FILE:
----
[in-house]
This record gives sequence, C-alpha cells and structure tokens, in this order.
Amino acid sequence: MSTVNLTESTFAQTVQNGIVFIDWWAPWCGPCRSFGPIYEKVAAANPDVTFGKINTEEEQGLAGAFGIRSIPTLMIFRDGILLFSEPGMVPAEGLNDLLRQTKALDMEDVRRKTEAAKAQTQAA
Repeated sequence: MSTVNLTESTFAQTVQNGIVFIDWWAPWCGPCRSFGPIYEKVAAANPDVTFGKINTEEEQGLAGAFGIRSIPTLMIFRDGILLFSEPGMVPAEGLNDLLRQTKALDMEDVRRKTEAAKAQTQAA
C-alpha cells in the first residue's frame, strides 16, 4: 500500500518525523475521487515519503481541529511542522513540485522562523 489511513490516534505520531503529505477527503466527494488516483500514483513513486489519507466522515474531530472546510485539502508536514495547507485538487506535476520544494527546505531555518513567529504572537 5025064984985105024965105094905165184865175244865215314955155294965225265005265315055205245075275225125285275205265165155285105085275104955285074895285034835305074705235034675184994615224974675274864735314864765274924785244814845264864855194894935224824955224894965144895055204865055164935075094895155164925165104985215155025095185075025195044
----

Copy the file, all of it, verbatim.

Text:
[in-house]
This record gives sequence, C-alpha cells and structure tokens, in this order.
Amino acid sequence: MSTVNLTESTFAQTVQNGIVFIDWWAPWCGPCRSFGPIYEKVAAANPDVTFGKINTEEEQGLAGAFGIRSIPTLMIFRDGILLFSEPGMVPAEGLNDLLRQTKALDMEDVRRKTEAAKAQTQAA
Repeated sequence: MSTVNLTESTFAQTVQNGIVFIDWWAPWCGPCRSFGPIYEKVAAANPDVTFGKINTEEEQGLAGAFGIRSIPTLMIFRDGILLFSEPGMVPAEGLNDLLRQTKALDMEDVRRKTEAAKAQTQAA
C-alpha cells in the first residue's frame, strides 16, 4: 500500500518525523475521487515519503481541529511542522513540485522562523 489511513490516534505520531503529505477527503466527494488516483500514483513513486489519507466522515474531530472546510485539502508536514495547507485538487506535476520544494527546505531555518513567529504572537 5025064984985105024965105094905165184865175244865215314955155294965225265005265315055205245075275225125285275205265165155285105085275104955285074895285034835305074705235034675184994615224974675274864735314864765274924785244814845264864855194894935224824955224894965144895055204865055164935075094895155164925165104985215155025095185075025195044